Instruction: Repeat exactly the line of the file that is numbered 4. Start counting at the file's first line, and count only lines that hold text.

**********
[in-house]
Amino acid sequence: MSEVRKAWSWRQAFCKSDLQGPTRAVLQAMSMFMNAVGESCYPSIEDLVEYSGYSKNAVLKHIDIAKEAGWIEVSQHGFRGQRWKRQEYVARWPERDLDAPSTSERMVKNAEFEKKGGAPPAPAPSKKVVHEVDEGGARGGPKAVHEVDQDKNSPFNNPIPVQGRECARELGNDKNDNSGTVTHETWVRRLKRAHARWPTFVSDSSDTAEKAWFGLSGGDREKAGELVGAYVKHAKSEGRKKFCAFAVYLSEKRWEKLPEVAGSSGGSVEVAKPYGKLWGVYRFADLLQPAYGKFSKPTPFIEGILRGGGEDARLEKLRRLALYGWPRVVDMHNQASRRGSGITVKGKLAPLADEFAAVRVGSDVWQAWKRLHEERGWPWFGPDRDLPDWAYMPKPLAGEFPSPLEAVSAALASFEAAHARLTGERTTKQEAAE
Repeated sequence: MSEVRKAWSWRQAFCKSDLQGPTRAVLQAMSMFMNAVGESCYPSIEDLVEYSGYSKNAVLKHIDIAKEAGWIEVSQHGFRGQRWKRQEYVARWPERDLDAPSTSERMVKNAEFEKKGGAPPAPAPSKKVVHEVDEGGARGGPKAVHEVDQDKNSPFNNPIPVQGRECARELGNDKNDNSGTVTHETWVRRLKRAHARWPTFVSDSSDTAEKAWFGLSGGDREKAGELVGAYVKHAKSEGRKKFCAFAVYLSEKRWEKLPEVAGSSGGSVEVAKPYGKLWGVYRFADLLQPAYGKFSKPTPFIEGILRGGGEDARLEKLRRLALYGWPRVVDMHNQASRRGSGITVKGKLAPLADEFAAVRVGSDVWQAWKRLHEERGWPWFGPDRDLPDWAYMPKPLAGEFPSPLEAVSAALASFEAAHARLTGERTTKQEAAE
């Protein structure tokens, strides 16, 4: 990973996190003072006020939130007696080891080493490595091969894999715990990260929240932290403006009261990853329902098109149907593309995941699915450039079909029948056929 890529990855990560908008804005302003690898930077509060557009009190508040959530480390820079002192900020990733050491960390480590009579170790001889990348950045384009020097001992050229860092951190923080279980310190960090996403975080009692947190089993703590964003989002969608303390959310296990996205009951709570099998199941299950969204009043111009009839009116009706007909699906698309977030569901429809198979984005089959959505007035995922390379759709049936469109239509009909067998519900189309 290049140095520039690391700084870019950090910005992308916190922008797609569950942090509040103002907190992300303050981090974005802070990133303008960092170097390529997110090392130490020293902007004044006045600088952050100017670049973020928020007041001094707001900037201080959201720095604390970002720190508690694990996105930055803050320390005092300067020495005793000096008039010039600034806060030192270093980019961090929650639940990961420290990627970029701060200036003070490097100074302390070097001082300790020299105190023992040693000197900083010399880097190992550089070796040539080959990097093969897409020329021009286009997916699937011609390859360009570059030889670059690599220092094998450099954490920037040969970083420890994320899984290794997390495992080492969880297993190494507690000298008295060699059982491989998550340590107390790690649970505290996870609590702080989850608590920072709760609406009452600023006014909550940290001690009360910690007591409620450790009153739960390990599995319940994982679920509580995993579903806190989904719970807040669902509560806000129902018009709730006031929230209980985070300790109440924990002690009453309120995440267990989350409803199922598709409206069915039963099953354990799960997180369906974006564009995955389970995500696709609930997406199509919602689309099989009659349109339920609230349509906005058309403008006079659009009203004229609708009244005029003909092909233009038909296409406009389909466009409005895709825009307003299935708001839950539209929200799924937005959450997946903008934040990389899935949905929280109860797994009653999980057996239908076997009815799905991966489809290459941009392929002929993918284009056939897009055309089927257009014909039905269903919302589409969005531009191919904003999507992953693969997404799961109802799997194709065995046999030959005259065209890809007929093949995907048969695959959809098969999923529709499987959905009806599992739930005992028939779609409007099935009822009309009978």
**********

């Protein structure tokens, strides 16, 4: 990973996190003072006020939130007696080891080493490595091969894999715990990260929240932290403006009261990853329902098109149907593309995941699915450039079909029948056929 890529990855990560908008804005302003690898930077509060557009009190508040959530480390820079002192900020990733050491960390480590009579170790001889990348950045384009020097001992050229860092951190923080279980310190960090996403975080009692947190089993703590964003989002969608303390959310296990996205009951709570099998199941299950969204009043111009009839009116009706007909699906698309977030569901429809198979984005089959959505007035995922390379759709049936469109239509009909067998519900189309 290049140095520039690391700084870019950090910005992308916190922008797609569950942090509040103002907190992300303050981090974005802070990133303008960092170097390529997110090392130490020293902007004044006045600088952050100017670049973020928020007041001094707001900037201080959201720095604390970002720190508690694990996105930055803050320390005092300067020495005793000096008039010039600034806060030192270093980019961090929650639940990961420290990627970029701060200036003070490097100074302390070097001082300790020299105190023992040693000197900083010399880097190992550089070796040539080959990097093969897409020329021009286009997916699937011609390859360009570059030889670059690599220092094998450099954490920037040969970083420890994320899984290794997390495992080492969880297993190494507690000298008295060699059982491989998550340590107390790690649970505290996870609590702080989850608590920072709760609406009452600023006014909550940290001690009360910690007591409620450790009153739960390990599995319940994982679920509580995993579903806190989904719970807040669902509560806000129902018009709730006031929230209980985070300790109440924990002690009453309120995440267990989350409803199922598709409206069915039963099953354990799960997180369906974006564009995955389970995500696709609930997406199509919602689309099989009659349109339920609230349509906005058309403008006079659009009203004229609708009244005029003909092909233009038909296409406009389909466009409005895709825009307003299935708001839950539209929200799924937005959450997946903008934040990389899935949905929280109860797994009653999980057996239908076997009815799905991966489809290459941009392929002929993918284009056939897009055309089927257009014909039905269903919302589409969005531009191919904003999507992953693969997404799961109802799997194709065995046999030959005259065209890809007929093949995907048969695959959809098969999923529709499987959905009806599992739930005992028939779609409007099935009822009309009978």